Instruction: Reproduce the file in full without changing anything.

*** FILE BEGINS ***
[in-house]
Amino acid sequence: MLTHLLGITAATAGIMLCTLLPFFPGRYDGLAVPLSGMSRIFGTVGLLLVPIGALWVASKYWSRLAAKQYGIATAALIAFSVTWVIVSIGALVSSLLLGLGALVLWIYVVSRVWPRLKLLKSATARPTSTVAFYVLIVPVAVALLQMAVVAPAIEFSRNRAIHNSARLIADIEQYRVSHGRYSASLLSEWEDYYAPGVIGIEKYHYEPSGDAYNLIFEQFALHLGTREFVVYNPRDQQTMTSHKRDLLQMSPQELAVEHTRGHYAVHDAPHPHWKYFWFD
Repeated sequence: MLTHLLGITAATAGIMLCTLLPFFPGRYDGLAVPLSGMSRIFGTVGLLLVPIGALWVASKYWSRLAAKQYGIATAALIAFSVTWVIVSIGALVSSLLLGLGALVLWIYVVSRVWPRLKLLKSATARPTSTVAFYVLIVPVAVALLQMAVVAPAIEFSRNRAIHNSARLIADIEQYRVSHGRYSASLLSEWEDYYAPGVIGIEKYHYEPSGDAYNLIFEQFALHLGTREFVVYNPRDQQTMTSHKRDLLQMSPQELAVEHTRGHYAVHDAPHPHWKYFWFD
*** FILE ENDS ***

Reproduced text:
[in-house]
Amino acid sequence: MLTHLLGITAATAGIMLCTLLPFFPGRYDGLAVPLSGMSRIFGTVGLLLVPIGALWVASKYWSRLAAKQYGIATAALIAFSVTWVIVSIGALVSSLLLGLGALVLWIYVVSRVWPRLKLLKSATARPTSTVAFYVLIVPVAVALLQMAVVAPAIEFSRNRAIHNSARLIADIEQYRVSHGRYSASLLSEWEDYYAPGVIGIEKYHYEPSGDAYNLIFEQFALHLGTREFVVYNPRDQQTMTSHKRDLLQMSPQELAVEHTRGHYAVHDAPHPHWKYFWFD
Repeated sequence: MLTHLLGITAATAGIMLCTLLPFFPGRYDGLAVPLSGMSRIFGTVGLLLVPIGALWVASKYWSRLAAKQYGIATAALIAFSVTWVIVSIGALVSSLLLGLGALVLWIYVVSRVWPRLKLLKSATARPTSTVAFYVLIVPVAVALLQMAVVAPAIEFSRNRAIHNSARLIADIEQYRVSHGRYSASLLSEWEDYYAPGVIGIEKYHYEPSGDAYNLIFEQFALHLGTREFVVYNPRDQQTMTSHKRDLLQMSPQELAVEHTRGHYAVHDAPHPHWKYFWFD